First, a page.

• One unfortunate trope of independent filmmaking is the near-silence of working-class characters, as if a relative lack of formal education deprived a person of ideas, emotions, experiences, and even language itself. A new movie that ignores that narrow-minded and prejudicial convention is “Logan Lucky”; another, Eliza Hittman’s second feature, “Beach Rats,” confronts it brilliantly, making talk and its absence among rough-and-tumble South Brooklyn teens a painful core of the film.

  • Hittman’s film, like Call Me By Your Name, and two other queer films of note, God’s Own Country (Francis Lee, 2017) and BPM (Robin Campillo, 2017), has a fiercely intimate, visceral style. . . . Hittman renders the sex – on the beach, in bushes, in seedy motels – with a palpable sense of danger for Frankie alongside the thrill of carnal discovery.

  • The most powerful aspect of Beach Rats is that it is a succinct statement on how toxically masculine and homophobic environments suffocate everybody in them. It gets across the subtle range of ways in which a young gay man can feel that suffocation, from anger to ennui, from humiliation to despair.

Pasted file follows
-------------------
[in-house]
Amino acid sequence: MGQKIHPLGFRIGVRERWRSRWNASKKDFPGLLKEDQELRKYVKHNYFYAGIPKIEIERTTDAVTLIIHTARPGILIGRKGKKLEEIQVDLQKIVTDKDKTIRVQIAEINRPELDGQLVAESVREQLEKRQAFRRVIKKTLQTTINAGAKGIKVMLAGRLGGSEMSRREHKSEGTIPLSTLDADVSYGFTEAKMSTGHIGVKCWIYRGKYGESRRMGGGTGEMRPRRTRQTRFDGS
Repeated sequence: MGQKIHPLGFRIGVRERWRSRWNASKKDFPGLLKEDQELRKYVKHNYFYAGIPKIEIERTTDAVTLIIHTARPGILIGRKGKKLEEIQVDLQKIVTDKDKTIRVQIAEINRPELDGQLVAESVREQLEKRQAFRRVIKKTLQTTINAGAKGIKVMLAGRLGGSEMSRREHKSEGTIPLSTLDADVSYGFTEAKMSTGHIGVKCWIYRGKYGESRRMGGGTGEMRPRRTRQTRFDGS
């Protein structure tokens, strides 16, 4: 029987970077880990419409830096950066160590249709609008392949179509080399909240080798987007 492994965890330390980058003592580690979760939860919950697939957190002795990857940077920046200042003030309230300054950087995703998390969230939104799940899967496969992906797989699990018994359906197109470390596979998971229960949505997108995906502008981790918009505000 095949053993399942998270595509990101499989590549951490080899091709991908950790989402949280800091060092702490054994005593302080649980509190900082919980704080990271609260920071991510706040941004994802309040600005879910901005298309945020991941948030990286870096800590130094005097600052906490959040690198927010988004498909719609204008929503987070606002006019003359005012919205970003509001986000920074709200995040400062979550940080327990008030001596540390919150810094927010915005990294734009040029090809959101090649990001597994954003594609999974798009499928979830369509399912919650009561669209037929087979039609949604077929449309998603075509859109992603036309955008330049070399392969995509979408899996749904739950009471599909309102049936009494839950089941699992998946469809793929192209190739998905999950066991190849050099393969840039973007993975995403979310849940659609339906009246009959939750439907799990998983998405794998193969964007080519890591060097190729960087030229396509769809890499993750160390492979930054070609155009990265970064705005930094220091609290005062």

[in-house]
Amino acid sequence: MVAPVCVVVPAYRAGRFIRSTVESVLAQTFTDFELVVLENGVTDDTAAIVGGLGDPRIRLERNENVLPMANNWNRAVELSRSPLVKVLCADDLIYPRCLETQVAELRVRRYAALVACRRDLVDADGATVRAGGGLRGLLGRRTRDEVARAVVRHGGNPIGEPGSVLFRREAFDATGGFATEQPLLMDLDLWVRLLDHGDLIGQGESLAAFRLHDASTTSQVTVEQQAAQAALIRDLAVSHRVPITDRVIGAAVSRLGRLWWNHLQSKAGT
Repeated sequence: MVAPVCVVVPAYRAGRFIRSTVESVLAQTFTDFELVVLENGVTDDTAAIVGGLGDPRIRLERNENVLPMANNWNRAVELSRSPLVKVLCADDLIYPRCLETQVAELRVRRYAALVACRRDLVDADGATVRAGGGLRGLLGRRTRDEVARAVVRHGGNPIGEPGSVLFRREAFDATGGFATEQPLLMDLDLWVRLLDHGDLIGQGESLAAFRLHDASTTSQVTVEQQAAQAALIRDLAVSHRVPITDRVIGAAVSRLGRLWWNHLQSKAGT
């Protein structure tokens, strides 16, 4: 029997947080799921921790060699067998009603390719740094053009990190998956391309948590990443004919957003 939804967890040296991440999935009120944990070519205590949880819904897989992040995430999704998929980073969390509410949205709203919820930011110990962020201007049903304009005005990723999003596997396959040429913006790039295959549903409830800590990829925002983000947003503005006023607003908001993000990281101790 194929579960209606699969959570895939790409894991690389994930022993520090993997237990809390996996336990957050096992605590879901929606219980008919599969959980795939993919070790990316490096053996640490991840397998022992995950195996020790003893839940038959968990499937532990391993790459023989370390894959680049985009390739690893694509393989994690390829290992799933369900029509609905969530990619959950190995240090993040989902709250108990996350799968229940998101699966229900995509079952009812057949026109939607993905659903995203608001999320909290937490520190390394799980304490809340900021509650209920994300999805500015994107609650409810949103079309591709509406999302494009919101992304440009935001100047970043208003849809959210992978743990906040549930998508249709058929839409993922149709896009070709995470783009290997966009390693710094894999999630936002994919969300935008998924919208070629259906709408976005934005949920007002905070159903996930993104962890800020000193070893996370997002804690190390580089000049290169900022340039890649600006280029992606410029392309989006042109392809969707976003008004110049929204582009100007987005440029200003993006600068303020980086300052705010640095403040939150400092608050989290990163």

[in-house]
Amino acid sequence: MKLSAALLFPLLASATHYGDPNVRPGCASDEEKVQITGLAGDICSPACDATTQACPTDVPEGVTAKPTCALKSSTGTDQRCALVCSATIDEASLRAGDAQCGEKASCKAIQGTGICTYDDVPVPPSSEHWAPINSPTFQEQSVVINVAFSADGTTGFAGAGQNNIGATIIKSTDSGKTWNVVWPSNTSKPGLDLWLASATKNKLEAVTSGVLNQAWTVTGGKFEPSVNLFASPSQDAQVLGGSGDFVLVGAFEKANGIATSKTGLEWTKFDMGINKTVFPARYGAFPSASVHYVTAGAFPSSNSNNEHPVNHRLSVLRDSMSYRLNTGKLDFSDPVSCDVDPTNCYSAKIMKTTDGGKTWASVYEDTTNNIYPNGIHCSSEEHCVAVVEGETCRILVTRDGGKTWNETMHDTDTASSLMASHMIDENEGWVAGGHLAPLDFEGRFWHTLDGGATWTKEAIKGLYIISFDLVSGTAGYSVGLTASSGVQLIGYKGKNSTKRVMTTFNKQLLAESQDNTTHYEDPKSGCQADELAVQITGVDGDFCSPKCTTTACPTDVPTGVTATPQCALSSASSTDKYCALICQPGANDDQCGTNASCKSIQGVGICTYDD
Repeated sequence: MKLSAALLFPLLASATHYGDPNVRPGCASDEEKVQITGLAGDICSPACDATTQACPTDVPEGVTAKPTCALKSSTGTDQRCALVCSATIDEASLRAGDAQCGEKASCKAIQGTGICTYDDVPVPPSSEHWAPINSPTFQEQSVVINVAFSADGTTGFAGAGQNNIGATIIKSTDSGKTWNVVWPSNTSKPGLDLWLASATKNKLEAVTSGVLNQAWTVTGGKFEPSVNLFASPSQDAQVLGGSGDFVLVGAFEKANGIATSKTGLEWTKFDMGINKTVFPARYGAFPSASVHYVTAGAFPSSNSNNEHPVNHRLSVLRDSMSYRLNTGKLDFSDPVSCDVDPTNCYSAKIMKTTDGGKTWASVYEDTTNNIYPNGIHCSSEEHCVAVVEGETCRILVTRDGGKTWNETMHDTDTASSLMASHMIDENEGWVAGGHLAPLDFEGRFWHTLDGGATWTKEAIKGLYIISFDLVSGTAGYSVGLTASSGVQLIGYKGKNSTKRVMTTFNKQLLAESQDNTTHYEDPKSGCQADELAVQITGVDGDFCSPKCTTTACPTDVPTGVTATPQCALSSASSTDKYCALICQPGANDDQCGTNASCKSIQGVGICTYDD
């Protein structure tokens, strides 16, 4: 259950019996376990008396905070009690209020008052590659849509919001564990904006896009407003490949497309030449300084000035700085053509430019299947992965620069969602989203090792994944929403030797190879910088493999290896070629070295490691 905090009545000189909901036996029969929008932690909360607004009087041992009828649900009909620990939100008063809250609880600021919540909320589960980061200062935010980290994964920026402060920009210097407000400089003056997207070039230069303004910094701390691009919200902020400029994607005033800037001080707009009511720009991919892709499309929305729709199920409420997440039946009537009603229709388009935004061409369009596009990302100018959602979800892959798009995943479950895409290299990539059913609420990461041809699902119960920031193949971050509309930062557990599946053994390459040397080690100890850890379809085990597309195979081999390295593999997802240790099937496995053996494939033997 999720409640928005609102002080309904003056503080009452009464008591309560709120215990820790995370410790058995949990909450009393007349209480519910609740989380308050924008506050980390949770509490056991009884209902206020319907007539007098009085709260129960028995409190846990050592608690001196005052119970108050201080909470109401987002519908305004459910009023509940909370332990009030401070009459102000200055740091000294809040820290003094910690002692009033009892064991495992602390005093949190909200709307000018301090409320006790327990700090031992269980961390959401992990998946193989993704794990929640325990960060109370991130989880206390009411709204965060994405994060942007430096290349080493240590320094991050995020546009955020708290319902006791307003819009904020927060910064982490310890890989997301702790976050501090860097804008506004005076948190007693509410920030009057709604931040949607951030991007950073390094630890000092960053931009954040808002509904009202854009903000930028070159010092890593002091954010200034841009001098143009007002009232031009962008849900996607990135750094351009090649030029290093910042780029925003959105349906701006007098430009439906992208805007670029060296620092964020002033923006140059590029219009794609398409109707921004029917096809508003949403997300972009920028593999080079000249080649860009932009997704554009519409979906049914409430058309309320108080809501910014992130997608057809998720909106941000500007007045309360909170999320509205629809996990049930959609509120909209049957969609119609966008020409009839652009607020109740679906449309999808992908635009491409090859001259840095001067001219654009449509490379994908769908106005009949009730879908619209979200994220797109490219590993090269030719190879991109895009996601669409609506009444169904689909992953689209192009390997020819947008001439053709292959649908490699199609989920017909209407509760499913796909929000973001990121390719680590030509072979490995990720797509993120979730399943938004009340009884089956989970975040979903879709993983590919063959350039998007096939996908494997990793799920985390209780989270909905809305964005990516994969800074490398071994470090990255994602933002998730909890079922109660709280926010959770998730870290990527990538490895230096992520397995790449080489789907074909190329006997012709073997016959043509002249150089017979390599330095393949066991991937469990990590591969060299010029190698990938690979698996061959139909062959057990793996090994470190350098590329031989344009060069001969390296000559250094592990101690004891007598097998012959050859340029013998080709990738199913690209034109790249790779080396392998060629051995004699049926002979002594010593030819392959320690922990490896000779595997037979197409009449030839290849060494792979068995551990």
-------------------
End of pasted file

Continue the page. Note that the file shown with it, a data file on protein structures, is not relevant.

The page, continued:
• Sublimated grief sharpens an already troublesome sexual appetite in this atmospheric sophomore feature, and only drugged oblivion offers respite from doubt and angst. Though it can be a challenge to sustain sympathy for protagonist Frankie, a Brooklyn teenager whose private crisis over his sexuality causes him to treat his sister, mother, girlfriend and secret male lovers with escalating cruelty, British actor Harris Dickinson brings an extraordinary depth to his portrayal.